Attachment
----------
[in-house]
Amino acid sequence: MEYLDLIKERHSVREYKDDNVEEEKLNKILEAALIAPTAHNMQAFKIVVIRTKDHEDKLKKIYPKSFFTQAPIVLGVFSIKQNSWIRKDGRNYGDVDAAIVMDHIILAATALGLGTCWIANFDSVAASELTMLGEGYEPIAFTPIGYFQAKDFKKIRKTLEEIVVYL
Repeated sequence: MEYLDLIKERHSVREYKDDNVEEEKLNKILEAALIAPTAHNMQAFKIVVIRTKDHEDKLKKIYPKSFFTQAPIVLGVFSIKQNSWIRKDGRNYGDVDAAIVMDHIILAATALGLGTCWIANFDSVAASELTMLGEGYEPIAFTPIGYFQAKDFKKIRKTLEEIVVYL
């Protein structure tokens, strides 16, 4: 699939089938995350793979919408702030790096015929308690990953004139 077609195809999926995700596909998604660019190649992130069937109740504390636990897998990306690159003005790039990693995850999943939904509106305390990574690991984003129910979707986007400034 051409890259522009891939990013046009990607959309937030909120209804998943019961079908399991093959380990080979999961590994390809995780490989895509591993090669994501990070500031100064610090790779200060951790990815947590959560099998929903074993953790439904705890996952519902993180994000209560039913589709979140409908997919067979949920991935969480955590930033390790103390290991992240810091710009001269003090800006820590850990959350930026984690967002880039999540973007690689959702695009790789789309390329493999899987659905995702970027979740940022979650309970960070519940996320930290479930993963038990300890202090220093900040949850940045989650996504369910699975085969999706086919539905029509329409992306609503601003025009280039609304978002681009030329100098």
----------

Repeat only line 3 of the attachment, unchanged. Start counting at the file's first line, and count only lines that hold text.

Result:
Repeated sequence: MEYLDLIKERHSVREYKDDNVEEEKLNKILEAALIAPTAHNMQAFKIVVIRTKDHEDKLKKIYPKSFFTQAPIVLGVFSIKQNSWIRKDGRNYGDVDAAIVMDHIILAATALGLGTCWIANFDSVAASELTMLGEGYEPIAFTPIGYFQAKDFKKIRKTLEEIVVYL